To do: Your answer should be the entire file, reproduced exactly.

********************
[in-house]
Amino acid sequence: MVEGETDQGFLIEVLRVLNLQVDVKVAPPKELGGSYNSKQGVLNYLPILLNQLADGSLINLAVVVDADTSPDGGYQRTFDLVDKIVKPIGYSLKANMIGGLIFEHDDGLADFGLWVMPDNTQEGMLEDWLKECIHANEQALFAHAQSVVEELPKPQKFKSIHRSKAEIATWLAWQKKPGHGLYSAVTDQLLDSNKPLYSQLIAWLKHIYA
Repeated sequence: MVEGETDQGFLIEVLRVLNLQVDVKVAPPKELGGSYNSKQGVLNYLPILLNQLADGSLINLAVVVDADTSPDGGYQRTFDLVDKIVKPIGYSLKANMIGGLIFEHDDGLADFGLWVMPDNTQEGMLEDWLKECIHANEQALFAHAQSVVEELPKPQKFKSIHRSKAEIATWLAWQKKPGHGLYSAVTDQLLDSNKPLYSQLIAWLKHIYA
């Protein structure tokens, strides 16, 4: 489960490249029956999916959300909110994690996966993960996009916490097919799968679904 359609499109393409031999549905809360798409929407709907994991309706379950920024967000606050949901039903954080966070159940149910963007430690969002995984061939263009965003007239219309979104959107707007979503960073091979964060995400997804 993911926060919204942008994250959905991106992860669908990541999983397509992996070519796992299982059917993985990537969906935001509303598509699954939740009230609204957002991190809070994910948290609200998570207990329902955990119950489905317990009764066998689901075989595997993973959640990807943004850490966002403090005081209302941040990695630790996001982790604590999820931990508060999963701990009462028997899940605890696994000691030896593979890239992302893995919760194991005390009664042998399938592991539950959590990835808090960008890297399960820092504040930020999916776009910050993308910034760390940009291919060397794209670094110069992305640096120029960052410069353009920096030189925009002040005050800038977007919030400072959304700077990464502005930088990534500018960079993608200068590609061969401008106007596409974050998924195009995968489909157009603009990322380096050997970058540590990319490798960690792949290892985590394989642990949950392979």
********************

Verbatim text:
[in-house]
Amino acid sequence: MVEGETDQGFLIEVLRVLNLQVDVKVAPPKELGGSYNSKQGVLNYLPILLNQLADGSLINLAVVVDADTSPDGGYQRTFDLVDKIVKPIGYSLKANMIGGLIFEHDDGLADFGLWVMPDNTQEGMLEDWLKECIHANEQALFAHAQSVVEELPKPQKFKSIHRSKAEIATWLAWQKKPGHGLYSAVTDQLLDSNKPLYSQLIAWLKHIYA
Repeated sequence: MVEGETDQGFLIEVLRVLNLQVDVKVAPPKELGGSYNSKQGVLNYLPILLNQLADGSLINLAVVVDADTSPDGGYQRTFDLVDKIVKPIGYSLKANMIGGLIFEHDDGLADFGLWVMPDNTQEGMLEDWLKECIHANEQALFAHAQSVVEELPKPQKFKSIHRSKAEIATWLAWQKKPGHGLYSAVTDQLLDSNKPLYSQLIAWLKHIYA
């Protein structure tokens, strides 16, 4: 489960490249029956999916959300909110994690996966993960996009916490097919799968679904 359609499109393409031999549905809360798409929407709907994991309706379950920024967000606050949901039903954080966070159940149910963007430690969002995984061939263009965003007239219309979104959107707007979503960073091979964060995400997804 993911926060919204942008994250959905991106992860669908990541999983397509992996070519796992299982059917993985990537969906935001509303598509699954939740009230609204957002991190809070994910948290609200998570207990329902955990119950489905317990009764066998689901075989595997993973959640990807943004850490966002403090005081209302941040990695630790996001982790604590999820931990508060999963701990009462028997899940605890696994000691030896593979890239992302893995919760194991005390009664042998399938592991539950959590990835808090960008890297399960820092504040930020999916776009910050993308910034760390940009291919060397794209670094110069992305640096120029960052410069353009920096030189925009002040005050800038977007919030400072959304700077990464502005930088990534500018960079993608200068590609061969401008106007596409974050998924195009995968489909157009603009990322380096050997970058540590990319490798960690792949290892985590394989642990949950392979």